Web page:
The head of the OECD has challenged world leaders to put a price on carbon, arguing that fossil fuel emissions must become more expensive if they're to be phased out over the second half of the century.
In a clarion call to industrialised nations, the Organisation for Economic Co-operation and Development has warned that climate change poses a very real risk that doesn't come with a "bailout option" like financial crises.
Outlining a new climate agenda from the Paris-based economic club, OECD secretary-general Angel Gurria said there was "strong consensus" that carbon pricing - either through a tax or emissions trading scheme (ETS) - should be at the cornerstone of all global efforts to tackle climate change.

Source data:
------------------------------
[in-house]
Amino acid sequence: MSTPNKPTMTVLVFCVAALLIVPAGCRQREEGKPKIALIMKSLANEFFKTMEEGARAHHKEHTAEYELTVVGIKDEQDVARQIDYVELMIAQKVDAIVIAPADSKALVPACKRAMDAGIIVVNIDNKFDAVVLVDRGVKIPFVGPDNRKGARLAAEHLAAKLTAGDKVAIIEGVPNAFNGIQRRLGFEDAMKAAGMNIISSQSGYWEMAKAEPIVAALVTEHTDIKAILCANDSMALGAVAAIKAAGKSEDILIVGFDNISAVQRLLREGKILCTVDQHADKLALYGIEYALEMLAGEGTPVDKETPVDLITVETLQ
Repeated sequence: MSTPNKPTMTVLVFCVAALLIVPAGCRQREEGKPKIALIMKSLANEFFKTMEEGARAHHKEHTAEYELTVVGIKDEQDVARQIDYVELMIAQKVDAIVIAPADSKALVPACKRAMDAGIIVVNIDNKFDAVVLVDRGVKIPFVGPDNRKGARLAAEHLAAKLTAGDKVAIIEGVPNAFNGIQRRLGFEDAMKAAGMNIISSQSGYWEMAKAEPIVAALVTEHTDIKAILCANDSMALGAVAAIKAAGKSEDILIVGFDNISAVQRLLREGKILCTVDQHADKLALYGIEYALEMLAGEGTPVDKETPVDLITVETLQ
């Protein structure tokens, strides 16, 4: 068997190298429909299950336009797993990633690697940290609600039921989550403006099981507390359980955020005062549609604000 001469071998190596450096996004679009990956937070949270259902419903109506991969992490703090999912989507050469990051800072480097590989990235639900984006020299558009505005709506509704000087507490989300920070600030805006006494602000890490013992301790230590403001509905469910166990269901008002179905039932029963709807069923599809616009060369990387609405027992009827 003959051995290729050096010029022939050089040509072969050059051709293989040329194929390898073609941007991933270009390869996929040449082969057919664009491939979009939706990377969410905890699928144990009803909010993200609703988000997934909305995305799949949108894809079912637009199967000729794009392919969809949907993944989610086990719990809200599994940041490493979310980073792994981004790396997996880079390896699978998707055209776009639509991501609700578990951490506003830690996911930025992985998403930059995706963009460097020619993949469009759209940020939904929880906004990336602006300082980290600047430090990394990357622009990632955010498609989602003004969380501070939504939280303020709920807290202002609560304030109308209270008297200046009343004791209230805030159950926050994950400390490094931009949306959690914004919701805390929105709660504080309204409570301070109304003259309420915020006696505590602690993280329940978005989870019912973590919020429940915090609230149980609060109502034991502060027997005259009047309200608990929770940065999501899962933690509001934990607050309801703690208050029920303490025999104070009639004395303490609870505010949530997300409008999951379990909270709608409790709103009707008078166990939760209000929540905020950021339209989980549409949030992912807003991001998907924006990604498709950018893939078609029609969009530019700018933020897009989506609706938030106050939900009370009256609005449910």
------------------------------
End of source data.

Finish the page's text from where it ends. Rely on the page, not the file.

The strong endorsement could prove inconvenient for the Abbott government, which is in the process of abolishing Labor's carbon pricing laws.
The Climate Institute's John Connor said the OECD report was significant given the heads of two other major economic bodies - the IMF and World Bank - had called for similar action just one day earlier.
"This is a blinding backdrop against which Australia may be the first country in the world to dismantle a carbon tax and an explicit carbon price."